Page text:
Often considered the “black box” of video production, a video I/O (input/output) device can come across as a mysterious piece of equipment. Many producers and independent video creators who don’t use an I/O device wonder what it does. The big questions are: What’s it for? Why do I need an intermediary? Doesn’t my editing computer already do this with the footage from my camera? These are all valid questions. The simplest explanation is that a video signal goes in on one side and then comes out the other in a different format.
A History of Necessity
The history of the modern video I/O device dates back to tape-based workflows. When video started to change over from being an analog medium to a digital one, there was a need to keep existing infrastructures working. Video studios and independent producers had years of investment rolled into analog equipment. Though digital video provided its advantages for producers, the costs associated with switching over to an entirely digital workflow were prohibitive for most studios and independent producers. Video I/O devices became a desired solution for taking footage from video tape, especially analog footage, and converting it into a format that could be used in a digital workflow. It provided a reversible solution as well. Producers still use video I/O devices to convert a digital signal into different formats for archiving, broadcasting and streaming. Because of this, video I/O devices remain useful in helping producers and videographers convert their footage into various formats for use in a variety of workflows and production situations.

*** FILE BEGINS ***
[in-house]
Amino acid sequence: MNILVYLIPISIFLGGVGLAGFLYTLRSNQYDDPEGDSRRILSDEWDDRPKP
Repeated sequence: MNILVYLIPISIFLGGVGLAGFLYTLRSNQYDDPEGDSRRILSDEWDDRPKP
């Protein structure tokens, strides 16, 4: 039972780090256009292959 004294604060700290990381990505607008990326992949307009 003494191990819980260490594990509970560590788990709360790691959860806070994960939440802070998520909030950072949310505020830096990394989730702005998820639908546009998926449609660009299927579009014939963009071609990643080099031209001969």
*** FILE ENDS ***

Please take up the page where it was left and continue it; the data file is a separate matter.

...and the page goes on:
I/O For the DSLR Videographer